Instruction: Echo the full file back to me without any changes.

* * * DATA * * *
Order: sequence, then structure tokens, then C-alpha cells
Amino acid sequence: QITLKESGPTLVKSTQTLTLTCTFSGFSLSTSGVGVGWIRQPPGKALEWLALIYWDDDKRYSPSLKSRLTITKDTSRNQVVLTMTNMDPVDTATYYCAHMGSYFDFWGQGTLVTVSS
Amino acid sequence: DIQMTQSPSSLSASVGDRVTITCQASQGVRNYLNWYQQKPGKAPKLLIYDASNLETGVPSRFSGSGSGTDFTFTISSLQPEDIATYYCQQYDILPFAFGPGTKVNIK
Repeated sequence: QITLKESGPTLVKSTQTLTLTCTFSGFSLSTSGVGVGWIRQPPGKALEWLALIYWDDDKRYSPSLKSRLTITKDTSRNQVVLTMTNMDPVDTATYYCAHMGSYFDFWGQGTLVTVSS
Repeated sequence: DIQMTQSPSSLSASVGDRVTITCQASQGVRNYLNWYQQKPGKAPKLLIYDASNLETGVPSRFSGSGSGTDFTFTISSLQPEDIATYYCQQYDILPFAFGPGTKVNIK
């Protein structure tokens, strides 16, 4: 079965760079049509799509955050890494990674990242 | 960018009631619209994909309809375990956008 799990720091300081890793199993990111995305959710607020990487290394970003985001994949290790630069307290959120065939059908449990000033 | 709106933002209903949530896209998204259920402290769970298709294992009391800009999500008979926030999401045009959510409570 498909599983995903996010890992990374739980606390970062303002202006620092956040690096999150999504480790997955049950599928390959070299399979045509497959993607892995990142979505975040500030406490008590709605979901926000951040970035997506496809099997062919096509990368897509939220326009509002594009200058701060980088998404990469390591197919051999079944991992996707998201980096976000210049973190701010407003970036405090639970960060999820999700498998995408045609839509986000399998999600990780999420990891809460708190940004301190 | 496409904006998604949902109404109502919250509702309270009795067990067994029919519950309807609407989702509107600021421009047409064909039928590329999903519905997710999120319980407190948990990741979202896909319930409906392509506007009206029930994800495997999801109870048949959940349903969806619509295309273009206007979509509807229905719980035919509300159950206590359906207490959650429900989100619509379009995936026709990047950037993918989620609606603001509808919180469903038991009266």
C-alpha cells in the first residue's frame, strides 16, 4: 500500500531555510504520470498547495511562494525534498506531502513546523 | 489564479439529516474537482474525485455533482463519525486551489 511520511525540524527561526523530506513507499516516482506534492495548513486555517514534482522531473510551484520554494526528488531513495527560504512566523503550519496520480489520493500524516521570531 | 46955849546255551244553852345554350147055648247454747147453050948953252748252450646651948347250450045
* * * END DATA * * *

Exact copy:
Order: sequence, then structure tokens, then C-alpha cells
Amino acid sequence: QITLKESGPTLVKSTQTLTLTCTFSGFSLSTSGVGVGWIRQPPGKALEWLALIYWDDDKRYSPSLKSRLTITKDTSRNQVVLTMTNMDPVDTATYYCAHMGSYFDFWGQGTLVTVSS
Amino acid sequence: DIQMTQSPSSLSASVGDRVTITCQASQGVRNYLNWYQQKPGKAPKLLIYDASNLETGVPSRFSGSGSGTDFTFTISSLQPEDIATYYCQQYDILPFAFGPGTKVNIK
Repeated sequence: QITLKESGPTLVKSTQTLTLTCTFSGFSLSTSGVGVGWIRQPPGKALEWLALIYWDDDKRYSPSLKSRLTITKDTSRNQVVLTMTNMDPVDTATYYCAHMGSYFDFWGQGTLVTVSS
Repeated sequence: DIQMTQSPSSLSASVGDRVTITCQASQGVRNYLNWYQQKPGKAPKLLIYDASNLETGVPSRFSGSGSGTDFTFTISSLQPEDIATYYCQQYDILPFAFGPGTKVNIK
């Protein structure tokens, strides 16, 4: 079965760079049509799509955050890494990674990242 | 960018009631619209994909309809375990956008 799990720091300081890793199993990111995305959710607020990487290394970003985001994949290790630069307290959120065939059908449990000033 | 709106933002209903949530896209998204259920402290769970298709294992009391800009999500008979926030999401045009959510409570 498909599983995903996010890992990374739980606390970062303002202006620092956040690096999150999504480790997955049950599928390959070299399979045509497959993607892995990142979505975040500030406490008590709605979901926000951040970035997506496809099997062919096509990368897509939220326009509002594009200058701060980088998404990469390591197919051999079944991992996707998201980096976000210049973190701010407003970036405090639970960060999820999700498998995408045609839509986000399998999600990780999420990891809460708190940004301190 | 496409904006998604949902109404109502919250509702309270009795067990067994029919519950309807609407989702509107600021421009047409064909039928590329999903519905997710999120319980407190948990990741979202896909319930409906392509506007009206029930994800495997999801109870048949959940349903969806619509295309273009206007979509509807229905719980035919509300159950206590359906207490959650429900989100619509379009995936026709990047950037993918989620609606603001509808919180469903038991009266």
C-alpha cells in the first residue's frame, strides 16, 4: 500500500531555510504520470498547495511562494525534498506531502513546523 | 489564479439529516474537482474525485455533482463519525486551489 511520511525540524527561526523530506513507499516516482506534492495548513486555517514534482522531473510551484520554494526528488531513495527560504512566523503550519496520480489520493500524516521570531 | 46955849546255551244553852345554350147055648247454747147453050948953252748252450646651948347250450045